“(3) whether the shareholder believes that such disbursements should be made with respect to elections for Federal, State, or local office; and

“(4) such other information as the Commission may specify, by rule.

“(c) Disbursement For A Political Purpose Defined.—

“(1) IN GENERAL.—For purposes of this section, the term ‘disbursement for a political purpose’ means any of the following:

“(A) A disbursement for an independent expenditure, as defined in section 301(17) of the Federal Election Campaign Act of 1971 (52 U.S.C. 30101(17)).

“(B) A disbursement for an electioneering communication, as defined in section 304(f) of the Federal Election Campaign Act of 1971 (52 U.S.C. 30104(f)).

“(C) A disbursement for any public communication, as defined in section 301(22) of the Federal Election Campaign Act of 1971 (52 U.S.C. 30101(22))—

“(i) which expressly advocates the election or defeat of a clearly identified candidate for election for Federal office, or is the functional equivalent of express advocacy because, when taken as a whole, it can be interpreted by a reasonable person only as advocating the election or defeat of a candidate for election for Federal office; or

“(ii) which refers to a clearly identified candidate for election for Federal office and which promotes or supports a candidate for that office, or attacks or opposes a candidate for that office, without regard to whether the communication expressly advocates a vote for or against a candidate for that office.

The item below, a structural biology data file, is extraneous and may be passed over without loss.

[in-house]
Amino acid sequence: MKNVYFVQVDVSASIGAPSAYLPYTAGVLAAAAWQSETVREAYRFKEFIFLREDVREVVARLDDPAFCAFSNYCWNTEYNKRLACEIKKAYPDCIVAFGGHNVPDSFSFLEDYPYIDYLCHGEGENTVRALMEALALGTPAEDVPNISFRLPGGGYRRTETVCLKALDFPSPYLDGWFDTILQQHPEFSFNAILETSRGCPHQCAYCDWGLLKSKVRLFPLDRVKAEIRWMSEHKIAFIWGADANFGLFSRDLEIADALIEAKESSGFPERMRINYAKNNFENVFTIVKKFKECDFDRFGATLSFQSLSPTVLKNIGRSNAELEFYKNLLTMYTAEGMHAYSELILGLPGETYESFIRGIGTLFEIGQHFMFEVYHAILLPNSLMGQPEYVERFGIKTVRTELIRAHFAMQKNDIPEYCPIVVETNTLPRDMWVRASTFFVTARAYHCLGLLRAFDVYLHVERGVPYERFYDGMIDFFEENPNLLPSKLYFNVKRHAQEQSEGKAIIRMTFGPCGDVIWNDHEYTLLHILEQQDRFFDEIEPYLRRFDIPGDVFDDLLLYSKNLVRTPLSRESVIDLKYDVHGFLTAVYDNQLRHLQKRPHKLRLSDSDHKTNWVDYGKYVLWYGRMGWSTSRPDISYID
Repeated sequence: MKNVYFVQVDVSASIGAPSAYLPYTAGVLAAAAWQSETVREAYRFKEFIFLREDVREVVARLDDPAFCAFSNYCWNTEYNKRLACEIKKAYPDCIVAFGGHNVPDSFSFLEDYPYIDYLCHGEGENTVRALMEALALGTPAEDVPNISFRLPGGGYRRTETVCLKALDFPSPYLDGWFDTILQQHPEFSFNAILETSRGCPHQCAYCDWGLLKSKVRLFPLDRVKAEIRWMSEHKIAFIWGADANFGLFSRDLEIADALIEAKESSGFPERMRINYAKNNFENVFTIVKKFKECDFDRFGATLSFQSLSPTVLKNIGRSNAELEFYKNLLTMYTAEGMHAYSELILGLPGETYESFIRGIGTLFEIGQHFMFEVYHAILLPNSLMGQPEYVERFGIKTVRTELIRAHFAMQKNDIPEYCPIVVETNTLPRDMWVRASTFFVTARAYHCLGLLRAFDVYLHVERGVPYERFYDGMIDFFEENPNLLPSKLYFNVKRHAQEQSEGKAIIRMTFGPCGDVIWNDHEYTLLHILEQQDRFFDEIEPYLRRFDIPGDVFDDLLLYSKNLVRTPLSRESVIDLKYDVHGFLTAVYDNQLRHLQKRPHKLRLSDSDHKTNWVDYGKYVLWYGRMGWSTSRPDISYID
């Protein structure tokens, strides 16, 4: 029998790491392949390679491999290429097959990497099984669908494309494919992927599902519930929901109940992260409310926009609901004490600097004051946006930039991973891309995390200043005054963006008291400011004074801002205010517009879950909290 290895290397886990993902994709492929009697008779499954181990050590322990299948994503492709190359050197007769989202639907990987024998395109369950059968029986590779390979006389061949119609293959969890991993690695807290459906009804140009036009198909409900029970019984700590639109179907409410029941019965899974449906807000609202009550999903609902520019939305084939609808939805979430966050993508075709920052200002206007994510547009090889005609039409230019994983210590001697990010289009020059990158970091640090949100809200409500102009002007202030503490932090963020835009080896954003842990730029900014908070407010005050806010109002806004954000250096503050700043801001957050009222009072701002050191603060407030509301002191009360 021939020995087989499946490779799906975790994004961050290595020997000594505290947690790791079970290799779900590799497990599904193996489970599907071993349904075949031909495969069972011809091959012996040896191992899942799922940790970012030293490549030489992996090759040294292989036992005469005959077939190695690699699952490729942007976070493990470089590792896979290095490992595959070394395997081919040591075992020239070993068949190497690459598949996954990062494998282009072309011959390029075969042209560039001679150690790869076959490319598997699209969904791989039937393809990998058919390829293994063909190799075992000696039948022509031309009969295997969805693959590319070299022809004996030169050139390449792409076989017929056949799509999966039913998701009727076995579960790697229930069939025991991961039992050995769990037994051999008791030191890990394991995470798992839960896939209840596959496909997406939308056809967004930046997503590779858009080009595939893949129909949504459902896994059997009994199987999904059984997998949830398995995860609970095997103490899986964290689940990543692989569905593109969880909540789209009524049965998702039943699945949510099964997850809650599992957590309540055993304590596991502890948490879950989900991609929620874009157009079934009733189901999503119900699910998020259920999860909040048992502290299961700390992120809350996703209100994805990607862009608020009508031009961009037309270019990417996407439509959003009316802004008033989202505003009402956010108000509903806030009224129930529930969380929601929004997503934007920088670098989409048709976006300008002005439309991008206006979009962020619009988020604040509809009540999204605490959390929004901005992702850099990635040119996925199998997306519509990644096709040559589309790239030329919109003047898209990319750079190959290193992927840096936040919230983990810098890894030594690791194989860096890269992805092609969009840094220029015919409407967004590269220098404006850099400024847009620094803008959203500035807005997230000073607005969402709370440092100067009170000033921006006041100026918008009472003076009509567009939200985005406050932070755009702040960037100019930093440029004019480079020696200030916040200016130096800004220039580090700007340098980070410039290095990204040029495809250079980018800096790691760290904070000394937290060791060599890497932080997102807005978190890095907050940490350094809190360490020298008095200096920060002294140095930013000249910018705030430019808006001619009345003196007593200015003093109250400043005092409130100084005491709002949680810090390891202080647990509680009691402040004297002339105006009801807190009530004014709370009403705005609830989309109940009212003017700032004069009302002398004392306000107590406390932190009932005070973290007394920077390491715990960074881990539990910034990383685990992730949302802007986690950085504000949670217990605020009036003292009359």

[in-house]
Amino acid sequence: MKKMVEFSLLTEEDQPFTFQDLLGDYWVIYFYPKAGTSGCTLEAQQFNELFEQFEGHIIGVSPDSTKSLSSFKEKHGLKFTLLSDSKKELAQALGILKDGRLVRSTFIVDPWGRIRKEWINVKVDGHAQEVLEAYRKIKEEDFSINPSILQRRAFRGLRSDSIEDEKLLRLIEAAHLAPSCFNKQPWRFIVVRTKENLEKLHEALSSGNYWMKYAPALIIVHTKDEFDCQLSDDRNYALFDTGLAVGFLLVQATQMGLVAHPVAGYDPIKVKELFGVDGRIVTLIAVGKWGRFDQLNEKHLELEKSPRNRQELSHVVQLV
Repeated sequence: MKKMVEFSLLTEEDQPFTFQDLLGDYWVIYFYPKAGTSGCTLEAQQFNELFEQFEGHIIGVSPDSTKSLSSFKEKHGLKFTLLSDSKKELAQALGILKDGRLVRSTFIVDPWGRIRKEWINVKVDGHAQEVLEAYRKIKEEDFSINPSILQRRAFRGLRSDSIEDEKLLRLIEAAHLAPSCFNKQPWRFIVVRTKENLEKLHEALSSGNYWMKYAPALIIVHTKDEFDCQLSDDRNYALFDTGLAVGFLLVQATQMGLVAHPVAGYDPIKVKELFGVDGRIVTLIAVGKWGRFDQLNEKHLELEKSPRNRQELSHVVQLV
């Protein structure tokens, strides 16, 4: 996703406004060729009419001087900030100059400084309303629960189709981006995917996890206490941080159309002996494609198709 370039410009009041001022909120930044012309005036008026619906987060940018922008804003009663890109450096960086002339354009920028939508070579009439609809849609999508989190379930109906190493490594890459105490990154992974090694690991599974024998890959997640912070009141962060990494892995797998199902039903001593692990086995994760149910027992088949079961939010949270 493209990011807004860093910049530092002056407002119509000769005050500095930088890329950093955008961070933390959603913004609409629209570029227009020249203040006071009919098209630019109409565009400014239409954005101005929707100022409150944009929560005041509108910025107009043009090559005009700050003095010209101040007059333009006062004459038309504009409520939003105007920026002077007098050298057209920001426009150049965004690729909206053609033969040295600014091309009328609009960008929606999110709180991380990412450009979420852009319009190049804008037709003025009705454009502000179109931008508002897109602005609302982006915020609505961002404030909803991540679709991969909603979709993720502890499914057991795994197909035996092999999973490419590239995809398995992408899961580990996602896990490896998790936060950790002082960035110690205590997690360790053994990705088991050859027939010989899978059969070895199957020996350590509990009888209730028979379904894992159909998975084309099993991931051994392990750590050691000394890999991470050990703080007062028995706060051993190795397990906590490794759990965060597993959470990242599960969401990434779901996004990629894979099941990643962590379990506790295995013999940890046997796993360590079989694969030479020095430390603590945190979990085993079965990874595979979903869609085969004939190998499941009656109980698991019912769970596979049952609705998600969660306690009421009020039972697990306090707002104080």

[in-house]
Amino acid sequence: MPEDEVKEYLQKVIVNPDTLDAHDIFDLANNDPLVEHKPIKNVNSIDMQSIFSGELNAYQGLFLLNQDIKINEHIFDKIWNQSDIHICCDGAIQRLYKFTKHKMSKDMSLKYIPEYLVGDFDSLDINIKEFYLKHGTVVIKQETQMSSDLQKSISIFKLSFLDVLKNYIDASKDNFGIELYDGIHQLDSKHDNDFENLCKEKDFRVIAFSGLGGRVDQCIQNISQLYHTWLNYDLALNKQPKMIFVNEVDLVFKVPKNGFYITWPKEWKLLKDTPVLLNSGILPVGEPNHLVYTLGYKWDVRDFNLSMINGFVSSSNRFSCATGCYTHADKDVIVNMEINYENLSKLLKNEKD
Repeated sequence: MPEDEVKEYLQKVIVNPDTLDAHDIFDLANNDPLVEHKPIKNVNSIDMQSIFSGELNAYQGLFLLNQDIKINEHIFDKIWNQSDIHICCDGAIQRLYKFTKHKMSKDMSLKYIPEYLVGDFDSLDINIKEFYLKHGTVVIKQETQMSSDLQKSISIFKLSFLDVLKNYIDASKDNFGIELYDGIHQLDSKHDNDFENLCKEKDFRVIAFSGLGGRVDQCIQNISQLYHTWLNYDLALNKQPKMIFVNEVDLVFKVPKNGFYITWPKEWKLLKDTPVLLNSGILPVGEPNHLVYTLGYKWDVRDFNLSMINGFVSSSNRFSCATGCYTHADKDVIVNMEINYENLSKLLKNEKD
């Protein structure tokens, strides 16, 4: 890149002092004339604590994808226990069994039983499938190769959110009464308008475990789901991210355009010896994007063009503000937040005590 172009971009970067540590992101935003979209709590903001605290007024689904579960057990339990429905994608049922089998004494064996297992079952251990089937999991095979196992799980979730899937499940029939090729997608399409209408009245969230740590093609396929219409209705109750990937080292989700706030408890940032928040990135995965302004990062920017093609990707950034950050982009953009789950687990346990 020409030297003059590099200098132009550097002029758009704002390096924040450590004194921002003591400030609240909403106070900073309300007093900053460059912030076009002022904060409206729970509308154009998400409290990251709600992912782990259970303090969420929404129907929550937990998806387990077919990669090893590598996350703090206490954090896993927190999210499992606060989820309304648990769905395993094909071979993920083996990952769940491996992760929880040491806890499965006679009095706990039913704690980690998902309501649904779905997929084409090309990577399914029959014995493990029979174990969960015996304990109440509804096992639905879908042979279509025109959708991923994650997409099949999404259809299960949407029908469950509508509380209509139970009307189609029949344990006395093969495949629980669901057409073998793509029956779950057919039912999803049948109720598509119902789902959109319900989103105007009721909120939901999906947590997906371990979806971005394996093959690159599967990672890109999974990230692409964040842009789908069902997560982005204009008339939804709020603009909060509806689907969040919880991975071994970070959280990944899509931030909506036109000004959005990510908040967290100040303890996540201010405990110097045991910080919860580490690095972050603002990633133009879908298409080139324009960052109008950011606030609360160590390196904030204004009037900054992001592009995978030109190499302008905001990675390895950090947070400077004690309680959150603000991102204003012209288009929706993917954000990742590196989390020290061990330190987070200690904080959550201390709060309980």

“(D) Any other disbursement which is made for the purpose of influencing the outcome of an election for a public office.

“(E) Any transfer of funds to another person which is made with the intent that such person will use the funds to make a disbursement described in subparagraphs (A) through (D), or with the knowledge that the person will use the funds to make such a disbursement.

“(2) EXCEPTIONS.—The term ‘disbursement for a political purpose’ does not include any of the following:

“(A) Any disbursement made from a separate segregated fund of the corporation under section 316 of the Federal Election Campaign Act of 1971 (52 U.S.C. 30118).

“(B) Any transfer of funds to another person which is made in a commercial transaction in the ordinary course of any trade or business conducted by the corporation or in the form of investments made by the corporation.

“(C) Any transfer of funds to another person which is subject to a written prohibition against the use of the funds for a disbursement for a political purpose.

“(d) Other Definitions.—In this section, each of the terms ‘candidate’, ‘election’, ‘political committee’, and ‘political party’ has the meaning given such term under section 301 of the Federal Election Campaign Act of 1971 (52 U.S.C. 30101).”.

(b) Conforming Amendment To Federal Election Campaign Act Of 1971 To Prohibit Disbursements By Corporations Failing To Assess Preferences.—Section 316 of the Federal Election Campaign Act of 1971 (52 U.S.C. 30118) is amended by adding at the end the following new subsection:

“(d) Prohibiting Disbursements By Corporations Failing To Assess Shareholder Preferences.—

“(1) PROHIBITION.—It shall be unlawful for a corporation to make a disbursement for a political purpose unless the corporation has in place procedures to assess the preferences of its shareholders with respect to making such disbursements, as provided in section 10E of the Securities Exchange Act of 1934.

“(2) DEFINITION.—In this section, the term ‘disbursement for a political purpose’ has the meaning given such term in section 10E(c) of the Securities Exchange Act of 1934.”.

(c) Effective Date.—The amendments made by this section shall apply with respect to disbursements made on or after December 31, 2019.

This article is part of First Amendment News, an editorially independent publication edited by Professor Ronald K. L. Collins and hosted by FIRE as part of our mission to educate the public about First Amendment issues. Opinions expressed are those of the article's author(s) and may not reflect the opinions of FIRE or of Professor Collins.